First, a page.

Note that BL-58 is not one of the Extraordinary points taught by Matt Callison for sacroiliac joint fixation. The combination of GB-41/SJ-5 and specific local needle technique associated with the sacroiliac joint, along with joint mobilization, is taught within Sports Medicine Acupuncture® classes. GB-41/SJ-5, via its relationship with the Daimai, has effect on different sinew channels and, therefore, affects sacroiliac balance in a different way than do points affecting the Urinary Bladder and Kidney sinew channel (remember that BL-58 is the Luo-connecting point—more on this in a bit). But additional points are added to expand the therapeutic outcome, such as BL-58; this is not commonly used to affect the cervical spine, and I personally rarely use it for this, but I list the description above to illustrate the relationship between the sacroiliac joint and the posterior cervical extensors and tie the anatomy into the classical indications of BL-58.

Luigi Stecco describes how fascial linkages between muscles are a peripheral source of proprioceptive communication for the nervous system. What this means is that muscles have many more ‘attachment’ sites than are listed and shown in anatomy books. About 30% of the muscle force is transmitted through cross-links to other muscles via these myofascial fuzz fibers.

Through careful anatomical study, Stecco has proposed that much of this crosslinkage is used as a way for the muscles of the body to communicate via tension with each other and coordinate movement, especially between agonists and antagonists. He describes something he calls a myofascial unit which describes a particular relationship between monoarticular muscles (muscles that cross only one joint, the soleus in this case) and biarticular muscles (muscles that cross two joints, the gastrocnemius in this case), and attachments between these and their antagonists. He proposes that movements of joints in particular directions are coordinated by what he refers to as centers of coordination. These centers of coordination are areas where the monoarticular muscles and biarticular muscles share a fascial connection which help direct and coordinate the muscle action via tension acting on muscle spindles. If the fascia becomes densified in these centers of coordination, this can disrupt proprioception and can lead to pain and dysfunction.

Fig. 4: Image
illustration of cc 
for ankle movement from 
Fascial Manipulation
for Musculoskeletal Pain,
by Luigi Stecco
BL-58 corresponds to one of these centers of coordination and it is a region where, as he describes it, the myofascial vectors of the gastrocnemius and soleus converge. This is a myofascial union, between the more superficial gastrocnemius and the deeper soleus. These structures and their movements are organized via their fascia within a sequence of myofascial tissue that travels up the back of the leg.

This leads to the work I have been doing: relating the sinew channels more clearly to actual anatomical structures. In Sports Medicine Acupuncture Certification, I describe the sinew channels from a precise anatomical perspective. For the Urinary Bladder and Kidney sinew channel, I describe myofascial connections in the posterior leg and thigh. In particular I outline the gastrocnemius connections to the hamstrings, particularly to the biceps femoris and semitendinosus and into the sacrotuberous ligament which connects to the posterior sacrum. I ascribe this to the Urinary Bladder sinew channel. There is another deeper myofascial connection which includes the soleus attaching to the semimembranosus and adductor magnus and into the pelvic floor muscles which connect to the anterior sacrum. I ascribe this to the Kidney sinew channel. Therefore sacroiliac movement, at least relating to the flexion/extension aspects (called nutation and counternutation) is moderated by the balance (or dysfunction due to imbalance) between the Urinary Bladder and Kidney Sinew channels.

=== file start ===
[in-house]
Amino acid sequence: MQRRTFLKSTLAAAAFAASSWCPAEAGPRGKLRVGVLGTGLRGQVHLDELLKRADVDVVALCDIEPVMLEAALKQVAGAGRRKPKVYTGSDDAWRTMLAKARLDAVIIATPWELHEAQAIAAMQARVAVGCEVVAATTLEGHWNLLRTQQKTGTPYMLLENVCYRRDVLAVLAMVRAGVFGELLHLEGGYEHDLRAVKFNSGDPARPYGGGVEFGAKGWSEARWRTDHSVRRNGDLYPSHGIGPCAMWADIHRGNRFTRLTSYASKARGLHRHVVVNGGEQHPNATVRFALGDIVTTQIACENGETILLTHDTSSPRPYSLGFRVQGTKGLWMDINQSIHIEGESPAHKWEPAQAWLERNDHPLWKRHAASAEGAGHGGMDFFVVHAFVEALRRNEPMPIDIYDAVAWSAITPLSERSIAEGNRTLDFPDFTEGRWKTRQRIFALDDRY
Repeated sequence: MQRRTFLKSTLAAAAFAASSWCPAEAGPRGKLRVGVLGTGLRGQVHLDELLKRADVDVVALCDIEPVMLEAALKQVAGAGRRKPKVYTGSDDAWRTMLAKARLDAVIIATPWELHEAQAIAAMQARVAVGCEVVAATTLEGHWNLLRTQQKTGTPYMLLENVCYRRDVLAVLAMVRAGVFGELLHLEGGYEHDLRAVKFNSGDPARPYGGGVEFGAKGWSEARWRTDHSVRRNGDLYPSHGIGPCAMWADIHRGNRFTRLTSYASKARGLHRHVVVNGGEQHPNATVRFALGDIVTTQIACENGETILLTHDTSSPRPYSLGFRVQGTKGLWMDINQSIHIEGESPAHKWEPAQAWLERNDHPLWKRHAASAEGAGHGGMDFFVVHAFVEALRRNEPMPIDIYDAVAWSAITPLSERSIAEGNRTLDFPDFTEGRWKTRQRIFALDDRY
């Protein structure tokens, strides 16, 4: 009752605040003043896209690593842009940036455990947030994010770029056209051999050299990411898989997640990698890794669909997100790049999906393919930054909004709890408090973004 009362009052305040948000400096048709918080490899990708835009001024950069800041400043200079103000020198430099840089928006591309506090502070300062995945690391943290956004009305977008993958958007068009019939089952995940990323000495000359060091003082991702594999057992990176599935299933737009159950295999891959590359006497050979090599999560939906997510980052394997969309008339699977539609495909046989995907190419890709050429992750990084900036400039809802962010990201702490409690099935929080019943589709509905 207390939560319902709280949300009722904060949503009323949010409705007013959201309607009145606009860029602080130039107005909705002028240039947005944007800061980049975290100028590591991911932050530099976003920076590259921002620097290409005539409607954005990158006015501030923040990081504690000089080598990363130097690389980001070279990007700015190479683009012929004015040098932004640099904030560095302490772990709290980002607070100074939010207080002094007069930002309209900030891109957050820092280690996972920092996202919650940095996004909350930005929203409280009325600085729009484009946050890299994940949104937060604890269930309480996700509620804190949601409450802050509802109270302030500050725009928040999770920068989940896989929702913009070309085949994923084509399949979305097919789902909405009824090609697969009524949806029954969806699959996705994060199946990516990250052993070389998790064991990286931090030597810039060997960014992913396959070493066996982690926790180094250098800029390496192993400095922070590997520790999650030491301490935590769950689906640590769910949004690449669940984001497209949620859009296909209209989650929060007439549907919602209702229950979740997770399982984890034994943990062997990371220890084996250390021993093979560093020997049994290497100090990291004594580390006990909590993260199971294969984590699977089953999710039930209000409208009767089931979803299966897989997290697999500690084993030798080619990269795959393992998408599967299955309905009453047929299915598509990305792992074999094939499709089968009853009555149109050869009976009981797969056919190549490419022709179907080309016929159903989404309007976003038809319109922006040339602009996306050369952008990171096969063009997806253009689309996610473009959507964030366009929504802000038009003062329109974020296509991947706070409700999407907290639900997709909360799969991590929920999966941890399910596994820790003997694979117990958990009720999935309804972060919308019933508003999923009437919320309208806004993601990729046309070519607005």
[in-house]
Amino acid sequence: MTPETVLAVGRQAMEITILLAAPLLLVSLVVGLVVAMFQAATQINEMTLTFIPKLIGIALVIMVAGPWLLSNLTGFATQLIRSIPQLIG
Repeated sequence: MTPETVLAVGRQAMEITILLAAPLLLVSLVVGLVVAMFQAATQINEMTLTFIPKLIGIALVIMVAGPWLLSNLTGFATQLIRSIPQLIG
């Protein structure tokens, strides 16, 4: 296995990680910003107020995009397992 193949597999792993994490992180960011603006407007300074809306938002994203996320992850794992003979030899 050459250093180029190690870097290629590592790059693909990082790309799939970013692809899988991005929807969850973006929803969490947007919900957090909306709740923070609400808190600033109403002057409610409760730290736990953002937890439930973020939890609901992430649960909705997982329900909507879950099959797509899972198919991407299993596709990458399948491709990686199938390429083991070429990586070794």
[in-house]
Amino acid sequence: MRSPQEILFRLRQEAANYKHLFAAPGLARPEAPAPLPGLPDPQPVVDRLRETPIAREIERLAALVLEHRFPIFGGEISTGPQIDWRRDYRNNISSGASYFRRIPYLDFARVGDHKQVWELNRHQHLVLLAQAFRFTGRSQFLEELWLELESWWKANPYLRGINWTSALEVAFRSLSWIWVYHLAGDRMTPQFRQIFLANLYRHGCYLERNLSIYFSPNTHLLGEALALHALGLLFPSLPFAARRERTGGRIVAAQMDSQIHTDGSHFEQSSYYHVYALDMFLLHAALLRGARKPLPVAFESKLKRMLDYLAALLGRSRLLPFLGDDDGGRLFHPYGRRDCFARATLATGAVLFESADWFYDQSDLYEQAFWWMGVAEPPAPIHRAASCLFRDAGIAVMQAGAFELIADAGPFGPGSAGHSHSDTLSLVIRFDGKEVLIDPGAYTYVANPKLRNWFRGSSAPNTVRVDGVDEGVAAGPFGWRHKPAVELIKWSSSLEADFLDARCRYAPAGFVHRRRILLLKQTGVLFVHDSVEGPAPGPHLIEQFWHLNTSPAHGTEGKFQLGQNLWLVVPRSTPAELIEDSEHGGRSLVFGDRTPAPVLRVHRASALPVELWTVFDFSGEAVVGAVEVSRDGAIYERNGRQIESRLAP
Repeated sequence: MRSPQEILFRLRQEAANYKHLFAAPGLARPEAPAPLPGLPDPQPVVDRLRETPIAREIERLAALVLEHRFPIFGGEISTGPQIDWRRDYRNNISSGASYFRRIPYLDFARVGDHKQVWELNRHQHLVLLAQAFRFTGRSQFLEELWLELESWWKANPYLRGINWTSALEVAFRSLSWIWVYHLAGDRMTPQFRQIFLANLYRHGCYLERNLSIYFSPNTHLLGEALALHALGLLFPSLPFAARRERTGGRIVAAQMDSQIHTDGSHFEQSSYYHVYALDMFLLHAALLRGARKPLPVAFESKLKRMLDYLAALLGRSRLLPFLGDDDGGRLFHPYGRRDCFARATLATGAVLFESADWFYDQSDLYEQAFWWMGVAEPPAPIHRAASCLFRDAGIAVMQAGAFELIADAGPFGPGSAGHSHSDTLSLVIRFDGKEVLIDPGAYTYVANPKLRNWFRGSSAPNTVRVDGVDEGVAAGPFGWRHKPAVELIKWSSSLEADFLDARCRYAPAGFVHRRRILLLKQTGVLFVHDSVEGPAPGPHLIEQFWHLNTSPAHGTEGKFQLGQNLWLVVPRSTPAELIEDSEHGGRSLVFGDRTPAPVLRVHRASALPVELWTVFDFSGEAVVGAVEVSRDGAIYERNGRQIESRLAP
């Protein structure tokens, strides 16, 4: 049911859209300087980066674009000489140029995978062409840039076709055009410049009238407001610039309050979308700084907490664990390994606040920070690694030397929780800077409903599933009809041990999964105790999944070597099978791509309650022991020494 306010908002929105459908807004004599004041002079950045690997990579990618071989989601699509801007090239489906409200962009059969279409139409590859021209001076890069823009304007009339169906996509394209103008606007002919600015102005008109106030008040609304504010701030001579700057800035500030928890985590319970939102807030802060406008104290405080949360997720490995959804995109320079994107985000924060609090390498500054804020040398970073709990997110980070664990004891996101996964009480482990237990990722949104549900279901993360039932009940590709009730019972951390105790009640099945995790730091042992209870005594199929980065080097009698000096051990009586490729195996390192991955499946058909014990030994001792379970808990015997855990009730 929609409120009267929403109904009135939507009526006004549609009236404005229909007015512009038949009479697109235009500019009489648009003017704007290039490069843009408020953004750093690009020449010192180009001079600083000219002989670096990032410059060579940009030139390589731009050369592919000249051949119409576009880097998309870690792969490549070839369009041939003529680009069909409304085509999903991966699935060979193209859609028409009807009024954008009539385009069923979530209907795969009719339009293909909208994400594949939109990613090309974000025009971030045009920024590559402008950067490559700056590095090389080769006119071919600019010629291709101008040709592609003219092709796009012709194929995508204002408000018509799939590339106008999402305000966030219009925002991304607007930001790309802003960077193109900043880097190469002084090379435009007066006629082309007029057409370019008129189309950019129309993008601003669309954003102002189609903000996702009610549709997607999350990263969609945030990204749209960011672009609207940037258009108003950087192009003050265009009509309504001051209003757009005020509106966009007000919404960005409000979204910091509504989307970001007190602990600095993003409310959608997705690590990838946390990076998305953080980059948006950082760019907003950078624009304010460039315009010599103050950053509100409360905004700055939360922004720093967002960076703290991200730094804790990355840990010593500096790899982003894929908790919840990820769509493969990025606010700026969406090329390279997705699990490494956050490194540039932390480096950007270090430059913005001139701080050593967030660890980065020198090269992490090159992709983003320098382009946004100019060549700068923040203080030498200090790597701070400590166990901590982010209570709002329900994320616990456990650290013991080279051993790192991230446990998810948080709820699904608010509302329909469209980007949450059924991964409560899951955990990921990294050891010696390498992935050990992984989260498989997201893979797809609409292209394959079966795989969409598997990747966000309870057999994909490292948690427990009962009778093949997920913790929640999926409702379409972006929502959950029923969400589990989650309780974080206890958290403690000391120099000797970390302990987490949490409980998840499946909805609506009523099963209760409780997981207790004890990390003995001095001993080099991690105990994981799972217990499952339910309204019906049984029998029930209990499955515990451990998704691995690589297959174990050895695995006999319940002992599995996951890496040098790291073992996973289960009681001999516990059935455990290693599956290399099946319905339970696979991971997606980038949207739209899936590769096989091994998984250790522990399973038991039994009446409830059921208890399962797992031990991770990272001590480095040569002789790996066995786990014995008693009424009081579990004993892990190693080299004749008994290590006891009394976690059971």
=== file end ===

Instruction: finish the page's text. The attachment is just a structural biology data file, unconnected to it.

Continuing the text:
It is interesting to see that BL-58, a Luo-connecting point, is indeed a point at an influential union between the gastrocnemius and soleus. Needling this point affects a region of proprioceptive communication between a Urinary Bladder sinew channel muscle and a Kidney sinew channel muscle. These two sinew channels strongly influence mobility at the sacroiliac region. Known trigger points described by Dr. Travell refer pain to the sacroiliac joint. Indications of this point can certainly be interpreted as sacroiliac joint dysfunction. Actions of this point include the expulsion of wind, a pathogenic factor that causes rigidity. Anyone who has diagnosed sacroiliac joint dysfunction would agree that there is a notable amount of rigidity that is associated with this syndrome. When properly diagnosed, BL-58 is a useful point in treatment, especially when it propagates sensation to the sacroiliac joint.

I have been working with the sinew channels in one capacity or another since 1998, first with my taiji and qigong practice (where we refer to them as tendons and discuss tendon-changing exercises); then through study of structural integration and especially the Anatomy Trains developed by Tom Myers and currently taught in Sports Medicine Acupuncture by Simone Lindner; and next through my own research as I became a faculty member in the Sports Medicine Acupuncture Certification program, especially with the opportunity to closely analyze fresh cadaver specimens. My study of the sinew channels is a work in progress and I am currently engaged in quite a lot of research into various sources (Stecco, Tom Myers and his Anatomy Trains; the descriptions from the Ling Shu and David Legge’s interpretation of these descriptions; Travell’s groundbreaking work; acupuncture sources such as Deadman’s A Manual of Acupuncture, and other sources), while testing these ideas in clinic to see if they predictably produce results. This will likely be a lifelong process. While I feel there is a strong basis for what I describe above, it is subject to change as more clinical data is presented by other practitioners.